Geological formation?
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  1. #1
    coondog

    Geological formation?

    This thing has been in the family now for approximately 80 years, I'm told. It was plowed up in one of our cornfields back in the 1920's in upstate South Carolina.
    The exterior texture is granular like sedimentary rock. The interior surface is more smooth, slightly glazed and exhibits a more uniform yellow brown color. It weighs about 9 pounds and is roughly 9 inches across and 4 inches thick at its widest points.
    When you tap on it it "sings" like tapping on a ceramic coffee cup!

    I am by no means an expert in these things but my best guess is that it is earth that once surrounded a tree root. The forest burned and the intense heat cooked it into a ceramic.
    Does anybody have any theories as to what it may be?
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  2. #2

    Feb 2007
    Arlington Heights, IL
    Whites V3 and XLT
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    All Types Of Treasure Hunting
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    Re: Geological formation?

    That's an interesting piece!
    If there are any caves/caverns in your area, it could be a broken-off part of a stalactite or stalagmite that was stained by iron oxide minerals .

    Take care,
    watercolor


    Did I just say caves? . . . pirates?. . . lost cave treasure? Sounds like you might have a busy summer!

  3. #3
    coondog

    Re: Geological formation?

    Quote Originally Posted by watercolor
    That's an interesting piece!
    If there are any caves/caverns in your area, ......
    No known natural caves within 60-70 miles.

    Family members swear it was caused by a meteorite slamming into the dirt because the interior surfaces appear to have been exposed to more intense heat than the exterior. I don't understand their logic. They get bent out of shape with me when I suggest that it is some type of natural earthbased occurrence

    I think it was caused by something less dramatic or spectacular. But hey, who am I to say?

  4. #4
    us
    Jun 2006
    Cowtown, TX (DFW)
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    All Types Of Treasure Hunting

    Re: Geological formation?

    do some reading on the meteorite forum...lots of tests to perform. probably rule out a space rock.

    looks like a piece of sandstone with heavy iron oxide content (the red color). i think SC is full of it...the red clay that is everywhere.

    see what you think of this:

    "Sandstone is a sedimentary rock commonly composed of quartz sand grains cemented together by silica, calcite, iron oxide, or other mineral substance, Depending upon the amount and character of the cementing agent, sandstones may be almost any color."

    lets us know what you find out.

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  5. #5
    coondog

    Re: Geological formation?

    Take a look at the similarities in colors and textures of these two! Odd that Kansas would have something that appears so similar in composition as South Carolina.
    http://forum.treasurenet.com/index.p...c,35531.0.html

  6. #6

    Mar 2007
    West "by god" Virginia
    Fishers CZ5 and 1280X
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    Re: Geological formation?

    After reading your post, and the replies, and seeing the photos, my guess is that it was caused by a LIGHTNING STRIKE. It would probably have a similar effect as an intense fire, and would more readily explain the inside looking more "cooked" than the exterior. I have seen objects that are claimed as being the products of lightning strikes. They are gnarly looking "strings" of glass. The glass is actually melted sand caused by the heat of the strike. In the case of your object, it may have contained much more organic matter in the form of clay, which caused it to react more like a clay pot in a kiln. As for the outside looking like sandstone, the grains of sand would have been insulated by the clay.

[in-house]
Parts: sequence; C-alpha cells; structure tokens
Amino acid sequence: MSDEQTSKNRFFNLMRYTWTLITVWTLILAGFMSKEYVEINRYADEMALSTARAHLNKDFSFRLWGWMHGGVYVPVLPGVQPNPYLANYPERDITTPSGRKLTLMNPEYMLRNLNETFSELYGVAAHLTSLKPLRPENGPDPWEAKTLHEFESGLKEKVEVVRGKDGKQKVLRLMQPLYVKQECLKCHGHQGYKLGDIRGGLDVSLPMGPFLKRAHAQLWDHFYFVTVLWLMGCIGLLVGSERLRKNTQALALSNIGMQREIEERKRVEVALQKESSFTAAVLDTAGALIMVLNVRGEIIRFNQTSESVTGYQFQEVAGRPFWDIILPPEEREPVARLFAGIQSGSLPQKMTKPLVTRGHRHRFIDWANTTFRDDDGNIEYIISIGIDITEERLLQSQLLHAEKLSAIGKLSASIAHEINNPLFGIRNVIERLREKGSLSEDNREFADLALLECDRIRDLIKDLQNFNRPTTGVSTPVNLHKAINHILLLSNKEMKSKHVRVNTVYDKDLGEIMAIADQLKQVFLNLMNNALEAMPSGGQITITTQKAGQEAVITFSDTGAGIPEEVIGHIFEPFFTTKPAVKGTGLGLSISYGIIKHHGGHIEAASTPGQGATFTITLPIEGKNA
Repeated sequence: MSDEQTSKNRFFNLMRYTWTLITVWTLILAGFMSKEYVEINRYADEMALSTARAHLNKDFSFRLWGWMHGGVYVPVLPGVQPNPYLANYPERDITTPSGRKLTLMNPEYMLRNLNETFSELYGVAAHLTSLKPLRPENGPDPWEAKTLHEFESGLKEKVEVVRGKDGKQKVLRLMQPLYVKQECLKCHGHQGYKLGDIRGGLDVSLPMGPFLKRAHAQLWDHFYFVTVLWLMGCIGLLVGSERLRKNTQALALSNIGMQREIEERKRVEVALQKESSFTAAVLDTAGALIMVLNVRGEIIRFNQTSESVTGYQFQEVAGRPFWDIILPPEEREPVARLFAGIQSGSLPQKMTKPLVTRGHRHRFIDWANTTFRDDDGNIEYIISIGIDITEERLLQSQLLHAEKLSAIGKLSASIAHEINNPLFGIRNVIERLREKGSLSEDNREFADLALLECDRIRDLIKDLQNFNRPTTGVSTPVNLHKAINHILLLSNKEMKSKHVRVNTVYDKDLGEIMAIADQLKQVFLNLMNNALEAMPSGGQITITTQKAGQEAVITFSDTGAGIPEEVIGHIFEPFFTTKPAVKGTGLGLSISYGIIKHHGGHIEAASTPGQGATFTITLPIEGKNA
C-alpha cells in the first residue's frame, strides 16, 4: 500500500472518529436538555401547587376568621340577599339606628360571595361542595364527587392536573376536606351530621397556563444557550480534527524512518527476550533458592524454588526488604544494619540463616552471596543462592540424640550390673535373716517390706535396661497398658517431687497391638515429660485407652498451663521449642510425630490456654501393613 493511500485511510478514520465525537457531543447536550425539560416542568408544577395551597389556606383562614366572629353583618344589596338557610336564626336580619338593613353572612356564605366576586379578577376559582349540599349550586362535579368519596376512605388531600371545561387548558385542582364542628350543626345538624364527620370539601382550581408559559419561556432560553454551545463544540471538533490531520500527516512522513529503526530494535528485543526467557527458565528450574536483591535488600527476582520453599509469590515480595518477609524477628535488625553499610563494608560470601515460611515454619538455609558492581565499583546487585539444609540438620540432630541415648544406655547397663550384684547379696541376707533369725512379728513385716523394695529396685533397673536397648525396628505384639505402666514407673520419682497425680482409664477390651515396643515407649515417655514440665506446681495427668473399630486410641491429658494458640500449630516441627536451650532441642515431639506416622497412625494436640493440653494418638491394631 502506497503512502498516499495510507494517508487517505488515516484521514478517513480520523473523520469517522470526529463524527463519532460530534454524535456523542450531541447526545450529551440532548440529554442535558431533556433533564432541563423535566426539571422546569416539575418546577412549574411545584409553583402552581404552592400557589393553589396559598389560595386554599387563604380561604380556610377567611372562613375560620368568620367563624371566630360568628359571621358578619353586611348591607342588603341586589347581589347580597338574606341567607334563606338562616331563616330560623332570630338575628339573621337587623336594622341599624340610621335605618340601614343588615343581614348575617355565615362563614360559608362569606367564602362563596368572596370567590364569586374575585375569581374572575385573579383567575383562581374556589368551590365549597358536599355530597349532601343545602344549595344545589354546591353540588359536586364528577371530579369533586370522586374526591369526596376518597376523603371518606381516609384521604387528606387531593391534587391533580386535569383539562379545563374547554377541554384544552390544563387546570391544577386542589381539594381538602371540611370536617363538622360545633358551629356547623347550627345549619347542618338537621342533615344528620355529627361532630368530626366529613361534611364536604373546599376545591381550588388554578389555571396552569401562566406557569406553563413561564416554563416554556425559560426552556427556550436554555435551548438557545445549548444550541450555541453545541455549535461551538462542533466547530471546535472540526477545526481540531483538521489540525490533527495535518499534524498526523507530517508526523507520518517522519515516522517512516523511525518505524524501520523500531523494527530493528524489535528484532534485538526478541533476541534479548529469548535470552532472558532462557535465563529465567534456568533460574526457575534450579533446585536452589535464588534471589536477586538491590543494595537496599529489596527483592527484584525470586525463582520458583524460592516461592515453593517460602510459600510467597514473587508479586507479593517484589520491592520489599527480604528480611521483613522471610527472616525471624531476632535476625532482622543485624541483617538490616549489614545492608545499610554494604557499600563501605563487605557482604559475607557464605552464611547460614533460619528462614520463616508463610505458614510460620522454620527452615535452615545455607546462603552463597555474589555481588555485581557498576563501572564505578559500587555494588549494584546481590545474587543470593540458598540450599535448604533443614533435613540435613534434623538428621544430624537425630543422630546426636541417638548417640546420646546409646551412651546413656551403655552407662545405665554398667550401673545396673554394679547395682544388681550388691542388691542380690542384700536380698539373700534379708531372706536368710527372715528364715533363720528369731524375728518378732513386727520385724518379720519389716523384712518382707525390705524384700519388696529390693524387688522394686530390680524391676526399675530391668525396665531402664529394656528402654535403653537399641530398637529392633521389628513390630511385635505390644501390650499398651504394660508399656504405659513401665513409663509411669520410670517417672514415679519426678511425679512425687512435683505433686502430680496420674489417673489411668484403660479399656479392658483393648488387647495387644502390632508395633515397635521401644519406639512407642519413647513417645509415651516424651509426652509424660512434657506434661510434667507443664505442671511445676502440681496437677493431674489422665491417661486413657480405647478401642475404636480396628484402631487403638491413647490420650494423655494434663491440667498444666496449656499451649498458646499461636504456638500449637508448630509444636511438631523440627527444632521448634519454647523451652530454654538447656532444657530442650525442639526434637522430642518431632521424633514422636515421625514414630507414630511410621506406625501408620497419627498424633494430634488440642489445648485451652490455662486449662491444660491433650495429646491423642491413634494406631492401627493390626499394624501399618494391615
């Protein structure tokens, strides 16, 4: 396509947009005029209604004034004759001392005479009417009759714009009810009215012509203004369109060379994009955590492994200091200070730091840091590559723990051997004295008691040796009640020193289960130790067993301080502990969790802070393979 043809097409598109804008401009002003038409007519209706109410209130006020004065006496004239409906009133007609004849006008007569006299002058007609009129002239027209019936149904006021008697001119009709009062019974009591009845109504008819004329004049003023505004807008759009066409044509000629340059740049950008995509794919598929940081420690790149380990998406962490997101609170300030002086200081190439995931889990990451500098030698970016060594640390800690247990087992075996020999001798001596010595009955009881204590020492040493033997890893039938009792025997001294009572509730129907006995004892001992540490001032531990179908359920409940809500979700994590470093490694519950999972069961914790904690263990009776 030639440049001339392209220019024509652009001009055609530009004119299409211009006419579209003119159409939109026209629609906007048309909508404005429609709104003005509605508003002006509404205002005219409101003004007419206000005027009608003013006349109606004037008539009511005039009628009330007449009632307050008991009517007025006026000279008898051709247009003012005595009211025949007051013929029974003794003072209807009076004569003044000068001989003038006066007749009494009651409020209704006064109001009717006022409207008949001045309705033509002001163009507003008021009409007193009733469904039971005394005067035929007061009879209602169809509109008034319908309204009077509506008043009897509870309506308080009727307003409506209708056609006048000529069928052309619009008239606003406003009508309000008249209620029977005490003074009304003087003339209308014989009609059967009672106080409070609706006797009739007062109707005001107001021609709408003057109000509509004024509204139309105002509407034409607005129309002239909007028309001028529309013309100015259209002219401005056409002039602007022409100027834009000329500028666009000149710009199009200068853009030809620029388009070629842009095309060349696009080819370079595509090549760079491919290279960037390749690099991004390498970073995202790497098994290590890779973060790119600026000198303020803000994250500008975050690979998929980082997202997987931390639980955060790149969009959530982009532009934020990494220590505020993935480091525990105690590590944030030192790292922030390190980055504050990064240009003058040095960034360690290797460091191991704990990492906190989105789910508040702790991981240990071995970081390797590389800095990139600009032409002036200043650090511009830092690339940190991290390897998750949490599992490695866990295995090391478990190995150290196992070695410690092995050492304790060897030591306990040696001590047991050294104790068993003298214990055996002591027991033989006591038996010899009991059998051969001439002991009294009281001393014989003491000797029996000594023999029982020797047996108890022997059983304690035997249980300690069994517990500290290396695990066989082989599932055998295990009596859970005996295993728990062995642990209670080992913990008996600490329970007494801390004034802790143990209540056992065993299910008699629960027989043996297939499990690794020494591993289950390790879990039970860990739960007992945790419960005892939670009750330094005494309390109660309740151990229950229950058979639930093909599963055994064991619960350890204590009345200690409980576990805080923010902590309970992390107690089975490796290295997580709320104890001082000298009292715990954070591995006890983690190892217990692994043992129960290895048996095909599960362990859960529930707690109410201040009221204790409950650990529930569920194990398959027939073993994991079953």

What do you think?

    ..........HH

  7. #7
    coondog

    Re: Geological formation?

    After reading your post, and the replies, and seeing the photos, my guess is that it was caused by a LIGHTNING STRIKE.
    THAT, sounds like the most logical explanation I've heard!

  8. #8
    us
    Jun 2006
    Cowtown, TX (DFW)
    100
    7 times
    All Types Of Treasure Hunting

    Re: Geological formation?

    well, you certainly have an interesting piece. i did a real fast search on fulgurites and found what i expected....

    http://www.minresco.com/fulgurites/polk.htm

    ...the gritty edges seem to match your rock somewhat, but in all the pics the energy seems to be dispaced longitudinally, in other words more like a canoli than a donut.

    one of your pics shows sandy residue near the screw of the table....classic ironoxide sandstone. post this baby on the gems and crystal forum and get one of the professional geologists to weigh in on it.

    on the other hand, might be just as well to leave it as a family curiosity.

    can you describe the "ringing" sound it makes when tapped with a hammer? does dirt fly off? does it seem to be a metallic core sourounded by sand conglomerate? i would soak it in water and get all the sand off...it's NOT magnetic, right?

    hmmmmm......

    if a fulgurite, must have been one heck of a bolt to make that big hole!

  9. #9
    coondog

    Re: Geological formation?

    can you describe the "ringing" sound it makes when tapped with a hammer?
    No No! I didn't tap it with a hammer. Hold an ordinary ceramic coffee cup by it's handle and then thump the rim with your finger. When you thump the rock you get close to the same sound.

 

 

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